Each show is great though, if almost identical. The deluxe package is a classy hard-cover package, with the four CD's and YAY! Vinyl! The double-album at last, for those who've never found an import. Now, allow me to quote my favourite Ramones lyric, from "Teenage Lobotomy":  "Now I guess I'll have to tell 'em/That I got no cerebellum."

Tuesday, October 8, 2019

MUSIC REVIEW OF THE DAY: WILCO - ODE TO JOY

It should come as no surprise that if Jeff Tweedy is going to title an album Ode To Joy, it's not going to sound much like it. His road to get there has been way too rocky, and he has too fine a sense of irony. Even on the most positive-sounding song, "Love Is Everywhere," he has to add the parenthetical warning, "Beware." If you're looking for joy, there's a lot of bleak and ton of confusion you have to get past.

Considering Wilco is one of the most explosive groups around, Tweedy sure likes to keep that under control, and this one may be the least adorned of the last half-dozen or so. Uptempo offering "Everyone Hides" bounces along on an acoustic guitar groove, only the drums allowed to pound a little. And when guitar whiz Nels Cline is unleashed, his contribution is abruptly ended, leaving the impression there's another half of the song left out, containing his freak-out.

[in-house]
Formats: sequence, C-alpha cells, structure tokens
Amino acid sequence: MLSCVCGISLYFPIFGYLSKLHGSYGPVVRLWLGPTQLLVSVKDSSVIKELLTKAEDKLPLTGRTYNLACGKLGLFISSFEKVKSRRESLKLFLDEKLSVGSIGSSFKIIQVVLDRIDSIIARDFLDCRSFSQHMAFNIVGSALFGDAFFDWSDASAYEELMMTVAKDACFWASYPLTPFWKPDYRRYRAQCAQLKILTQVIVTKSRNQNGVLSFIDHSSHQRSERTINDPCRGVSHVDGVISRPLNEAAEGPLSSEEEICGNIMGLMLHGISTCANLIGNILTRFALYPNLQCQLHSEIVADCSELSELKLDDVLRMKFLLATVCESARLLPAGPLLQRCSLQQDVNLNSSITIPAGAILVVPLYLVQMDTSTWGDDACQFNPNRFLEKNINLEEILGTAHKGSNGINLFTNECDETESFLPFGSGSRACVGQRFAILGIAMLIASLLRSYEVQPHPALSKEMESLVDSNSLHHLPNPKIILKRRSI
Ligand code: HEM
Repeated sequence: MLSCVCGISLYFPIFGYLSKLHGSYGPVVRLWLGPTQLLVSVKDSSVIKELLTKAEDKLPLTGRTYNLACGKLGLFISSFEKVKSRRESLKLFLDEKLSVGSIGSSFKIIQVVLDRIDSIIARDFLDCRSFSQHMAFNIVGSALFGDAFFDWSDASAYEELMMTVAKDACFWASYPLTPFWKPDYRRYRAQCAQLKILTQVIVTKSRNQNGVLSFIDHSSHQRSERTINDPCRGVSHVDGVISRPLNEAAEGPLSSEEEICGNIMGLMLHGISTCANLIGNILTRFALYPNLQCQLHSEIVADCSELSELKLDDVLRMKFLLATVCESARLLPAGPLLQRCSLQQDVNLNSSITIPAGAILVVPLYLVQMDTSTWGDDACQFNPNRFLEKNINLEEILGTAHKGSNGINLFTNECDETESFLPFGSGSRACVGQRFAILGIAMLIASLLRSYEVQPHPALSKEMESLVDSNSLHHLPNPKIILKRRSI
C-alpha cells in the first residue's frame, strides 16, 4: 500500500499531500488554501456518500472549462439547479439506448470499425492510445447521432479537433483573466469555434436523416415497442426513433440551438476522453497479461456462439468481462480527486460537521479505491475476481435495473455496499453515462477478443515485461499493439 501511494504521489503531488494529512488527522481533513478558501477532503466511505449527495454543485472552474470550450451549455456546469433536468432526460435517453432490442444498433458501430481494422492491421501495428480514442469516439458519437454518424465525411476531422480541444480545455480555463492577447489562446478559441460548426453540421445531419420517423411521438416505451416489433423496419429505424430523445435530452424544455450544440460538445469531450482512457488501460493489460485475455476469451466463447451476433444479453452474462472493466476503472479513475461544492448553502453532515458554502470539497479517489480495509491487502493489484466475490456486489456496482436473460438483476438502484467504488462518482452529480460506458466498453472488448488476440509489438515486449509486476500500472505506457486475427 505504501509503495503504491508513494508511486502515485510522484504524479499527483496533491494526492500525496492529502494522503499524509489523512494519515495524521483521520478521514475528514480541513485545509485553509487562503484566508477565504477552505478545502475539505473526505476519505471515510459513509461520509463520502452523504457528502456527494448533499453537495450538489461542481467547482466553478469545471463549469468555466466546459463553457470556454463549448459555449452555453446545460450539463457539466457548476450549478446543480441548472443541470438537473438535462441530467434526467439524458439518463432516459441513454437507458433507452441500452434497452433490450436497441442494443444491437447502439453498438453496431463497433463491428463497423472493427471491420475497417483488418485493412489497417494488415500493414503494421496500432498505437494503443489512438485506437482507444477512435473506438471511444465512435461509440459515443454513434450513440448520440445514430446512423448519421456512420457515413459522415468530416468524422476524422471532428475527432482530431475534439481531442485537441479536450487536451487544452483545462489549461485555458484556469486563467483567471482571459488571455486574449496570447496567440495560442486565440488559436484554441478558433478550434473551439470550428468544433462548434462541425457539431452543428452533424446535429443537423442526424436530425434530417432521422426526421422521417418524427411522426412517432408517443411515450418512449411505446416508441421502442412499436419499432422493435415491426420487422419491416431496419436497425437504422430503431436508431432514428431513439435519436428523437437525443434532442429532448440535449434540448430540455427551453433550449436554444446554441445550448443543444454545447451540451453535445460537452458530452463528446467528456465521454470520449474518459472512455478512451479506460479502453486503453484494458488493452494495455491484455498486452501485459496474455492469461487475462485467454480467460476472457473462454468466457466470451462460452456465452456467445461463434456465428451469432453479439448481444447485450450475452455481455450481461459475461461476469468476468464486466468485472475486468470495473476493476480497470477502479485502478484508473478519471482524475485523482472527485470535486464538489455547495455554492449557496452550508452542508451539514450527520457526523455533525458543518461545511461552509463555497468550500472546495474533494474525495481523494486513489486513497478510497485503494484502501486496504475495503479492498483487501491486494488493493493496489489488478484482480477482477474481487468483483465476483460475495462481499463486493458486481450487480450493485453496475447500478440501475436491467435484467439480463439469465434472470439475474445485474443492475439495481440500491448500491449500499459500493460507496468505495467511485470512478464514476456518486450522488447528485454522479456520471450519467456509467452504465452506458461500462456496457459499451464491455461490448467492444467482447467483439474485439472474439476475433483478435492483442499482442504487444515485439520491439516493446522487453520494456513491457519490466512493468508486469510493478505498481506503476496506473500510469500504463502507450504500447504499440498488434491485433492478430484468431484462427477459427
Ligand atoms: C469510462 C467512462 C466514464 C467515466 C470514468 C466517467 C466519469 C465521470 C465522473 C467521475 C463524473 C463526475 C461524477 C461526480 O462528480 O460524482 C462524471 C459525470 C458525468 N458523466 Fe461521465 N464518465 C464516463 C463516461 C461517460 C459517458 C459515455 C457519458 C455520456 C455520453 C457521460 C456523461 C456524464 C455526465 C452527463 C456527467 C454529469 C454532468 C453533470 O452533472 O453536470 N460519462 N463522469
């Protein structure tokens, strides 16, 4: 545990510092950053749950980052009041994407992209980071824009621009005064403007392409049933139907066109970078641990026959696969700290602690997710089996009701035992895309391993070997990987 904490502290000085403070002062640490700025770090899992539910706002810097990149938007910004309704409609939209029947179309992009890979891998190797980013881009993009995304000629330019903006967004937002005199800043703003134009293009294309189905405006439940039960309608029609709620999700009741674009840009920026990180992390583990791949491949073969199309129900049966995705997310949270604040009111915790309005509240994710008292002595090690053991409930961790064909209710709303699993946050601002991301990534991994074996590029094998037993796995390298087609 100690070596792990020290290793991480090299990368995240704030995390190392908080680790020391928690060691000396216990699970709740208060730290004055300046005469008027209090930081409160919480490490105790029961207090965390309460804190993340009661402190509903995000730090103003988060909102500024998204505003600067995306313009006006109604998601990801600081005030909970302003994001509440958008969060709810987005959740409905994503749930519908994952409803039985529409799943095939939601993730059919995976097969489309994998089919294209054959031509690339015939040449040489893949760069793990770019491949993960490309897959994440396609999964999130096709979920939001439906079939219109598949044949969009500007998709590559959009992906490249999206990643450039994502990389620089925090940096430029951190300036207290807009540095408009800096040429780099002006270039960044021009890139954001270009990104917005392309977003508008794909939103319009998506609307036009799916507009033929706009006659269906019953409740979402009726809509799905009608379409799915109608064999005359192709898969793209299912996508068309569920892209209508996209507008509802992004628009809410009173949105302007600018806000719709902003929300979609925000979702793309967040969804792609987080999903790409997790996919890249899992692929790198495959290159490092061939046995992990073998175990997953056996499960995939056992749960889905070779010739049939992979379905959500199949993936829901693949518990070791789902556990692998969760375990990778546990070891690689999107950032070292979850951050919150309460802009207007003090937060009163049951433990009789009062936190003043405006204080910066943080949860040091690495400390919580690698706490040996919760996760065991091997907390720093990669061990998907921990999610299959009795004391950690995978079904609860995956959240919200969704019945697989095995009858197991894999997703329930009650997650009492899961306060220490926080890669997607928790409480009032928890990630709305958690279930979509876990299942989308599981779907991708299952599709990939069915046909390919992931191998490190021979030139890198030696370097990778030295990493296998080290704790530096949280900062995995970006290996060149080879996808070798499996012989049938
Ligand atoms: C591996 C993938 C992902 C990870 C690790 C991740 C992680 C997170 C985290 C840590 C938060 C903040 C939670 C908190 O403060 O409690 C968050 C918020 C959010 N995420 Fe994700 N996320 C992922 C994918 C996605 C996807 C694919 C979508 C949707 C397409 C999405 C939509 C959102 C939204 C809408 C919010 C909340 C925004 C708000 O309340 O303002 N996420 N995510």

So it's left for us to explore the album through its subtleties, and to that end, it delivers. The inventiveness is in how the instruments sound, and how they mix with Tweedy's vocals and melodies. Listening to all the contributions in the cut "Citizens" is a great pleasure, a painstaking production. Then comes "We Were Lucky," and this time Cline is allowed to fill the spaces and go off the rails, while the rest deliver a White Album-worthy moodiness. Joy, it turns out, isn't delivered on a plate here, you have to put in some close listening first. You will be rewarded soon though.

Monday, October 7, 2019

MUSIC REVIEW OF THE DAY: KRIS + DEE - BROWSE LINE

Gorgeous melodies and heart-tugging harmonies may be what your ears hear first, but this strong fourth album from the Kingston couple holds some powerful truths too. Kris Abbott (The Pursuit Of Happiness) and Dee McNeil make pleasing pop-folk sounds but those calming melodies hold sharp observances. These are socially-charged lyrics, taking stabs at repression big and small.